It is real that some people has muscular soreness taking these drugs, it is also real that some type of training, like crossfit and similar, could cause a lot of soreness, so the result of muscular damage adopting the two in the same time could be real.

    I completely agree with dr. Kilgore: the statin would be the last thing after tried other methods (diet and exercise) to lower cholesterol levels. If I'd try to lose weight through intense training (with crossfit or other methods) I wouldn't take statins, and I'd test my cholesterol levels no less than 6 months after starting training.

  8. #8
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    Quote Originally Posted by Lon Kilgore View Post
    Putting someone on anti-cholesterolemic drugs after one test that shows a marginally above normal result is wrong. A series of tests separated by weeks is required to truly establish the presence of hypercholesterolemia. When hypercholesterolemia is authentic then diet and exercise behavior modification should be the first prescription. If those turn out to be ineffective over a period of a few months, then prescription therapy should then be considered.

    I also find it interesting that in a huge number of clinical laboratory tests, the results need to differ from "normal" by two standard deviations in order to be considered a medical problem. I'm pretty certain that this is not the case in cholesterol measurement.

    High cholesterol is associated with premature death over time, it is not an emergency condition that any research I know of says will kill you tomorrow. That means a GP and someone with mild to moderate hypercholesterolemia has time to address the situation properly prior to prescribing statins.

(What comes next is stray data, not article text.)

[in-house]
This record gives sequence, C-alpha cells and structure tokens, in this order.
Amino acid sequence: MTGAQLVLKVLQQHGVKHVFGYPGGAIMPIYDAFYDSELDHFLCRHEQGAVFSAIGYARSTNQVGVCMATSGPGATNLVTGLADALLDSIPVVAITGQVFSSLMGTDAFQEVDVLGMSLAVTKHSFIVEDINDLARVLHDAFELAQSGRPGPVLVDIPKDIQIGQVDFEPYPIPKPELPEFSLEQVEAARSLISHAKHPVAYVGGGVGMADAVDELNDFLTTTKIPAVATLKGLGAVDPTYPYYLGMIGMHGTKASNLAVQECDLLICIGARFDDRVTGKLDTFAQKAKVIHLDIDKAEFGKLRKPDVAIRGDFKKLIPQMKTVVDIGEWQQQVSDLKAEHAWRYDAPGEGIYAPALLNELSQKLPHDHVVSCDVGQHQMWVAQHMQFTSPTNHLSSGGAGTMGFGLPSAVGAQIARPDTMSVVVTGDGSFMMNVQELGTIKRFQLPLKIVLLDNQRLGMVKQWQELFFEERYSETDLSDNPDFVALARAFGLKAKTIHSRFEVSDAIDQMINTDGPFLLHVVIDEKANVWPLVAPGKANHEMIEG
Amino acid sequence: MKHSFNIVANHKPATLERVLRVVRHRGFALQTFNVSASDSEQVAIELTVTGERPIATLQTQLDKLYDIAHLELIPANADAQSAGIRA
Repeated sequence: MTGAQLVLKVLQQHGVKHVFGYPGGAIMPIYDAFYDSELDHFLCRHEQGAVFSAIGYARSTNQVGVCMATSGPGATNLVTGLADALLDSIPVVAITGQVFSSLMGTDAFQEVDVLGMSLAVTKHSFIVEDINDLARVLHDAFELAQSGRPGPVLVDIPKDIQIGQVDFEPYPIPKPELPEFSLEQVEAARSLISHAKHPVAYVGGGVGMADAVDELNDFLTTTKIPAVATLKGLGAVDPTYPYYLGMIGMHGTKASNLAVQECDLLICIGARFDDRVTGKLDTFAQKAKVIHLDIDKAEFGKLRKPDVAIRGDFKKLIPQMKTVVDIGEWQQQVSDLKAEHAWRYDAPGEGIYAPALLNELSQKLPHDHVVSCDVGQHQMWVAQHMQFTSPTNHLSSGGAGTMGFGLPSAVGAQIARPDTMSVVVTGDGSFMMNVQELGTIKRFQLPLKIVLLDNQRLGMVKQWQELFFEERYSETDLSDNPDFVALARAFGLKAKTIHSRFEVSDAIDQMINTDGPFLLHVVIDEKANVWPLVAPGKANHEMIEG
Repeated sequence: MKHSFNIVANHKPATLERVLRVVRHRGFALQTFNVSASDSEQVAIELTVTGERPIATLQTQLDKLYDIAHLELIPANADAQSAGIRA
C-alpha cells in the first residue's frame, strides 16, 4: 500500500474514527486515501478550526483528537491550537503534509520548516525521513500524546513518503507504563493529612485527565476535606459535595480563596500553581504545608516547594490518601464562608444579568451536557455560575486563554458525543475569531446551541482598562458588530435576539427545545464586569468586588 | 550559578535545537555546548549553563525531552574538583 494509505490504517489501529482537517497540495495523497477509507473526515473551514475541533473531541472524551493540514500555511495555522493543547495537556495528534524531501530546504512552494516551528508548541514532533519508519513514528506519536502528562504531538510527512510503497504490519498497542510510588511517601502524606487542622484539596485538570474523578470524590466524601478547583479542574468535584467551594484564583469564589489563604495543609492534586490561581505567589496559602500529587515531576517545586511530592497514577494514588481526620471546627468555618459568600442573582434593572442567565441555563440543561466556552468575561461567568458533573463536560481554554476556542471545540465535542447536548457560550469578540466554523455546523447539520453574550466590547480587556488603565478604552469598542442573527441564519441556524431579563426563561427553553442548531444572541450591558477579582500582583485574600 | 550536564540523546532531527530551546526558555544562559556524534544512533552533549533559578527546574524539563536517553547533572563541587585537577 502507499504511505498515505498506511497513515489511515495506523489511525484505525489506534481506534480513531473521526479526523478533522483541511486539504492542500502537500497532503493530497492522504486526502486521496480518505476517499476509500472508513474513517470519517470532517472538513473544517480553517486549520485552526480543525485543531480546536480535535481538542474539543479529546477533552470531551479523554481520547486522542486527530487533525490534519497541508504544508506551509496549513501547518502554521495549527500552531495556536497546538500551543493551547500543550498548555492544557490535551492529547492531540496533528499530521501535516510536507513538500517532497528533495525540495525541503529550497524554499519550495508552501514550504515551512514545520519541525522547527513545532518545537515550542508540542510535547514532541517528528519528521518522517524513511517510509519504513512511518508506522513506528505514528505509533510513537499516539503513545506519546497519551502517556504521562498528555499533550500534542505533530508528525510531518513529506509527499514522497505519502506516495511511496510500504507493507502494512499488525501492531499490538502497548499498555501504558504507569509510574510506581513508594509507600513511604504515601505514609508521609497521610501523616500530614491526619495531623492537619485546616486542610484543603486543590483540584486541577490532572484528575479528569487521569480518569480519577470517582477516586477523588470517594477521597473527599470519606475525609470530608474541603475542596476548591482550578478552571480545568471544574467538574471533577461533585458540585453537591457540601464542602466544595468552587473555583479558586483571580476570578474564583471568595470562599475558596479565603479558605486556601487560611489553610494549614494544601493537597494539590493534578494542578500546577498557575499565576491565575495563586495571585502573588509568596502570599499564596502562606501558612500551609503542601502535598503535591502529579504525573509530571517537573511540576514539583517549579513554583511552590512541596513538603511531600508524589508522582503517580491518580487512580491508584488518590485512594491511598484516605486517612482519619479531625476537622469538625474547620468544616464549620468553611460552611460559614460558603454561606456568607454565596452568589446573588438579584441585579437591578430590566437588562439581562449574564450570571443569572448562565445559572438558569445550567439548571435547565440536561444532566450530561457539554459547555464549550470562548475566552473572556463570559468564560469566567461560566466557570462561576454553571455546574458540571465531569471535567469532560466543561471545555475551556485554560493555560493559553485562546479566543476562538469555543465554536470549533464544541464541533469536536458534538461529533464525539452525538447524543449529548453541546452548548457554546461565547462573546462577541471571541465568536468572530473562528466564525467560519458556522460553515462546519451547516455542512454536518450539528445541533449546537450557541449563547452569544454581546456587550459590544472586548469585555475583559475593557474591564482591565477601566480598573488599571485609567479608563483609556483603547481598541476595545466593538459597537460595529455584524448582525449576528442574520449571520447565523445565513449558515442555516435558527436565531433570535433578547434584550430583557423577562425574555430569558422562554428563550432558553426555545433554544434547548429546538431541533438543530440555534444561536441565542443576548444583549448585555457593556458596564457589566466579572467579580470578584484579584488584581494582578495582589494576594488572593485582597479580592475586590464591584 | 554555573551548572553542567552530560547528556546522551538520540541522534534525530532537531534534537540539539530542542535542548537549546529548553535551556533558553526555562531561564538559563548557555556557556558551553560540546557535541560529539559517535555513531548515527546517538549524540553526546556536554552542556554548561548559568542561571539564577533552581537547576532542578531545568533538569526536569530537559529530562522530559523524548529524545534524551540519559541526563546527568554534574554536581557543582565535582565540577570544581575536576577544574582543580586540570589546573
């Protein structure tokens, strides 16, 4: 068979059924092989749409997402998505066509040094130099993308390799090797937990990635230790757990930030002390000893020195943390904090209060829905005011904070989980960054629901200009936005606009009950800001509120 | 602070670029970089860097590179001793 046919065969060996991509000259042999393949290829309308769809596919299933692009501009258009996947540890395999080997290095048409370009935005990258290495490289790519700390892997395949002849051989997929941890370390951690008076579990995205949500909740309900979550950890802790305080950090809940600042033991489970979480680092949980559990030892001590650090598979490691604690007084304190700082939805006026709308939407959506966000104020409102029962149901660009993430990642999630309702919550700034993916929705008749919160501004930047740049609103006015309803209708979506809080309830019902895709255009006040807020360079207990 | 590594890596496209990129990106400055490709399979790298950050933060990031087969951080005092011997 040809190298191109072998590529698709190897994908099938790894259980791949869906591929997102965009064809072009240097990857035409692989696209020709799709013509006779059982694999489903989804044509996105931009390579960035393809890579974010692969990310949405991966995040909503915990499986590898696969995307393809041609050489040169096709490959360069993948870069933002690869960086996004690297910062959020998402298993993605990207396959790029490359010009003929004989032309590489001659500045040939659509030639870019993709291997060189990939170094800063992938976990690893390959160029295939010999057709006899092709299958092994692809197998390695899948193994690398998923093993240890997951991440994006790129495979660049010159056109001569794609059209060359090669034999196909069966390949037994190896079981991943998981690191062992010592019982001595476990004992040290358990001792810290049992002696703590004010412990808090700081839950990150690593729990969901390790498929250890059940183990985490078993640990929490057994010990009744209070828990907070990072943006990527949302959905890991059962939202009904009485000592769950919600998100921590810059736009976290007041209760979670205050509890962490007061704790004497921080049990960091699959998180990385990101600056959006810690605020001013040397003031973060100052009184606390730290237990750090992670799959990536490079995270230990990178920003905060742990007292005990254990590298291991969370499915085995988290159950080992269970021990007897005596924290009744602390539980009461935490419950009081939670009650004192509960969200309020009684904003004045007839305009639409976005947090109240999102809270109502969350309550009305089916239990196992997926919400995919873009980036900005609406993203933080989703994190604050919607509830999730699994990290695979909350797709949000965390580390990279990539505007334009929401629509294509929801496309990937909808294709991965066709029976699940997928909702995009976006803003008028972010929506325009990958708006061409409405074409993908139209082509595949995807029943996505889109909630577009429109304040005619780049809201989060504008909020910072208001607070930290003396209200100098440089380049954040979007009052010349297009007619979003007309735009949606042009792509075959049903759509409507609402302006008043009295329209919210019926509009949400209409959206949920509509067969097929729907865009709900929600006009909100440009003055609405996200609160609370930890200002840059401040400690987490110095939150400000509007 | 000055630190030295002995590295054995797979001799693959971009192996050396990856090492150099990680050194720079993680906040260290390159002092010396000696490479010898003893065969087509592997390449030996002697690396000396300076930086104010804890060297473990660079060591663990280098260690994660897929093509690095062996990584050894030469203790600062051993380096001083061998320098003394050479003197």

I apologize if this is irrelevant, but Dr. Kilgore, do you have a comment on the book "The Cholesterol Myths" and the work of Uffe Ravnskov, MD, PhD dispelling the popular "myths" of high cholesterol?

    -j

  9. #9
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    I was under the impression that triglyceride levels were probably a more important indicator of health or ill health than cholesterol. Am I mistaken?

  10. #10
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    The problem is that physicians placed in a "gatekeeper" role often treat a slight elevation in cholesterol as a treatable disease situation. They have been trained to merely respond to stimulae: cholesterol = > a certain number, treatment = statins. With no more understanding of the lipid biochemistry involved in the situation than their nurses have. I have a good friend whose 18 year old daughter with no family or personal medical history of heart disease was put on Lipitor after one blood test showed a serum total cholesterol of 218.

    Really, read Good Calories, Bad Calories, and don't stop there.